Hengduan Mountains subalpine conifer forests China
Hokkaido montane conifer forests Japan
Honshu alpine conifer forests Japan
Khangai Mountains conifer forests Mongolia, Russia
Mediterranean conifer and mixed forests Algeria, Morocco, Spain, Tunisia
Northeastern Himalayan subalpine conifer forests China, India, Bhutan
Northern Anatolian conifer and deciduous forests Turkey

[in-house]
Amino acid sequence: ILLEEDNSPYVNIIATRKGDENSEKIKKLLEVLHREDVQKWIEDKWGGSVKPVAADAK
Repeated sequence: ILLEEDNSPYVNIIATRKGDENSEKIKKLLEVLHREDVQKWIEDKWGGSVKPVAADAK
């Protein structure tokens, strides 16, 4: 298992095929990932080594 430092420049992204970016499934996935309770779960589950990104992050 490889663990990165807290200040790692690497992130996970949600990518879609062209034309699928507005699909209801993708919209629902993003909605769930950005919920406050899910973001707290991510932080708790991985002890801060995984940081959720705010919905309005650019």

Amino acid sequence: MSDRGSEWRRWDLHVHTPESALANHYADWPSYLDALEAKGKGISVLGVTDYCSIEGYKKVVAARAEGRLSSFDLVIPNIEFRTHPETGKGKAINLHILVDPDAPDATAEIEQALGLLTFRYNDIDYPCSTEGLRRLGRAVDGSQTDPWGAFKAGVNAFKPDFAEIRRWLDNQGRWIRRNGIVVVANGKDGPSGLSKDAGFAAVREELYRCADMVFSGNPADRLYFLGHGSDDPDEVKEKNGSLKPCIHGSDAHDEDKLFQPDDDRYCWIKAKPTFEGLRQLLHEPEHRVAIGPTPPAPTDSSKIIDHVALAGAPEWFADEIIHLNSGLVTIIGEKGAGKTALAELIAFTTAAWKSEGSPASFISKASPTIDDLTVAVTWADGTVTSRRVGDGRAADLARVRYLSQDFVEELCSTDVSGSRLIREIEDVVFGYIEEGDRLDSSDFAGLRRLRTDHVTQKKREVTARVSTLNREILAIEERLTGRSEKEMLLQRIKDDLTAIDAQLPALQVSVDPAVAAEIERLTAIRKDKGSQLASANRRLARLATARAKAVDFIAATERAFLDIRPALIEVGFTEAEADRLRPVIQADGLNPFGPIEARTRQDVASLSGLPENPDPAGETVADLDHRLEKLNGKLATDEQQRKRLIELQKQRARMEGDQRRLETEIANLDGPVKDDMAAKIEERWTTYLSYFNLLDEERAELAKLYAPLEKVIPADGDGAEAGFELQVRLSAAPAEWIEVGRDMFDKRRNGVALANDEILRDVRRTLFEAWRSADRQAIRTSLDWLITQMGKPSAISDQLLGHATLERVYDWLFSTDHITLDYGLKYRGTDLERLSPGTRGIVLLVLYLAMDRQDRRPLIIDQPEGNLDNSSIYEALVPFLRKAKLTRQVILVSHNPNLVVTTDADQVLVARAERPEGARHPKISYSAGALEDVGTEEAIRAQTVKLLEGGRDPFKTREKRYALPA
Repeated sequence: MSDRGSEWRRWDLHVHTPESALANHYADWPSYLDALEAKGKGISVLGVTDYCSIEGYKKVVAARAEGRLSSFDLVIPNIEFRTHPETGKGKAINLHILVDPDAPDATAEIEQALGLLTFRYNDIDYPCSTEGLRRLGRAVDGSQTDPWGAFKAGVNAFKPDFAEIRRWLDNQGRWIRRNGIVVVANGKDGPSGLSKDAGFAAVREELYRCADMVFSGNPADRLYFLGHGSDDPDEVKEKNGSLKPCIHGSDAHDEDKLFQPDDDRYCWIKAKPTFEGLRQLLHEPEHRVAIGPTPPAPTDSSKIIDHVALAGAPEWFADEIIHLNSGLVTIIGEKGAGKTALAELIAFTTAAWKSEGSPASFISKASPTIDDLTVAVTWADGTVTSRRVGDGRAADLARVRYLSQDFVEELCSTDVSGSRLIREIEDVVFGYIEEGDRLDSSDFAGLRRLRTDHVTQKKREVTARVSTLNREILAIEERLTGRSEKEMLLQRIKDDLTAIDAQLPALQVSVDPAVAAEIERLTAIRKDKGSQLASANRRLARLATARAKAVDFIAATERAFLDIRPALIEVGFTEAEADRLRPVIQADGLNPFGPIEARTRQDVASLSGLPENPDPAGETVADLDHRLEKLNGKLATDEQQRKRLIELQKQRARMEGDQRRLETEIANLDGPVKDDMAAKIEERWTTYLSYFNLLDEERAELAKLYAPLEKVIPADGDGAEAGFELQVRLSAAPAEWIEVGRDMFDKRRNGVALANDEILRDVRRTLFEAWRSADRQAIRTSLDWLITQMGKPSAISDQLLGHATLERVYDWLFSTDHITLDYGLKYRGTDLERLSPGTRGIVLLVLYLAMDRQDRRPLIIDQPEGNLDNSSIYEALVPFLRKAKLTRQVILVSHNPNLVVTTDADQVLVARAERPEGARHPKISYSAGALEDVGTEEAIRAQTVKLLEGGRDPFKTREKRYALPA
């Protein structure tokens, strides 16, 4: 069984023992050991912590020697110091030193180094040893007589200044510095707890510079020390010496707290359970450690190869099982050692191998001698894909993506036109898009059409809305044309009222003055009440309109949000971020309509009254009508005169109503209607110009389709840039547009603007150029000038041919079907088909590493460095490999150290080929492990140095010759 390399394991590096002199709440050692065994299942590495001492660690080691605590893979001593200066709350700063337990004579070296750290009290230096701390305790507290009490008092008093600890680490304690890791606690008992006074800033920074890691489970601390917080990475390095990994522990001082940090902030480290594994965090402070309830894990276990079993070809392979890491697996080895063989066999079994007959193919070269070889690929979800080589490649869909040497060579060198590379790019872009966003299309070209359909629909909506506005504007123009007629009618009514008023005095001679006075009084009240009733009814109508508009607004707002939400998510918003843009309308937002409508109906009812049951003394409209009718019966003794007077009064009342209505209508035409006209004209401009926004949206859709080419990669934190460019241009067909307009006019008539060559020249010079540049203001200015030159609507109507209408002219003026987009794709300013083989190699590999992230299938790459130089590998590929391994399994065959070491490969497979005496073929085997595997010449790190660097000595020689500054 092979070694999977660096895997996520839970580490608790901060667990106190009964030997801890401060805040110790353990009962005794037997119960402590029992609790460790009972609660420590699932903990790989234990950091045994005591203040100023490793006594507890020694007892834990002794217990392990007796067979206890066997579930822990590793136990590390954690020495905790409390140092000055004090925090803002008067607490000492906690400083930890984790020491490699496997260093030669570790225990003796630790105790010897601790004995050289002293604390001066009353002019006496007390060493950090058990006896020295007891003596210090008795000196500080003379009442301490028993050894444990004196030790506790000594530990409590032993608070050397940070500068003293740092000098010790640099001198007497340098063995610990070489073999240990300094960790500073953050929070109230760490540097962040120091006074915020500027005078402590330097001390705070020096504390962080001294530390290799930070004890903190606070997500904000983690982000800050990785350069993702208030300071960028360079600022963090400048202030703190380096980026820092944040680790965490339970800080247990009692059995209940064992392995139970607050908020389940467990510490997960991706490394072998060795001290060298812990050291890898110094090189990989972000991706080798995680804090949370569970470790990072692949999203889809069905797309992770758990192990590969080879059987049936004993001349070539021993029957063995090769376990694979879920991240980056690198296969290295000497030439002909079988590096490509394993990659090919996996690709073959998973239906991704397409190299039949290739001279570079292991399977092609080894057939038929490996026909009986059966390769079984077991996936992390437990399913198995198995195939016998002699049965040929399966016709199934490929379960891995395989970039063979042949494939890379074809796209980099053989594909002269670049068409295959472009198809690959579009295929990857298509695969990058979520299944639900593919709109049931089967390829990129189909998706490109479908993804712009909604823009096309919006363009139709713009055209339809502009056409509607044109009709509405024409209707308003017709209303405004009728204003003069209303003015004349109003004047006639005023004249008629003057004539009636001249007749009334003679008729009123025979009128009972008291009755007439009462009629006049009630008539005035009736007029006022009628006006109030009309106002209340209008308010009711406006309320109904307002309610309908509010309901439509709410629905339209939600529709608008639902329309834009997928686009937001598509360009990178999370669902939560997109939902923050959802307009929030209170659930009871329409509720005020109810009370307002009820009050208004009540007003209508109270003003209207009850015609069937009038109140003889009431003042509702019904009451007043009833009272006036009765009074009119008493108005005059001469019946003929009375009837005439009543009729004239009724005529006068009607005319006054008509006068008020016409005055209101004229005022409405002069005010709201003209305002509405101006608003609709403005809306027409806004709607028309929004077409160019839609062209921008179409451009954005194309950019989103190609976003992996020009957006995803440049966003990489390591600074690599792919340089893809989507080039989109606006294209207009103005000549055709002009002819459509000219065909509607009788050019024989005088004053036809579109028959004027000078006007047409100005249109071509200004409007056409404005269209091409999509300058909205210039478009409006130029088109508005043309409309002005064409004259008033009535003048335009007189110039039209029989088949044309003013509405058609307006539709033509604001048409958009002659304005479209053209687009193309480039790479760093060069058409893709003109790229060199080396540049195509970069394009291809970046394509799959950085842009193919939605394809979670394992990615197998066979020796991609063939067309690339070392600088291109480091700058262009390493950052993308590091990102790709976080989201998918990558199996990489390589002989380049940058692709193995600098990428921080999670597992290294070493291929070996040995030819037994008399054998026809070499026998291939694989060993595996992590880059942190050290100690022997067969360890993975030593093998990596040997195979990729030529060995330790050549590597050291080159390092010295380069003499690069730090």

Nujiang Langcang Gorge alpine conifer and mixed forests China
Qilian Mountains conifer forests China
Qionglai-Minshan conifer forests China
Sayan montane conifer forests Mongolia, Russia
Scandinavian coastal conifer forests Norway
Tian Shan montane conifer forests China, Kazakhstan, Kyrgyzstan, Tajikistan, Uzbekistan

External links

Coordinates: 57°07′12″N 4°42′36″W / 57.1200°N 4.7100°W / 57.1200; -4.7100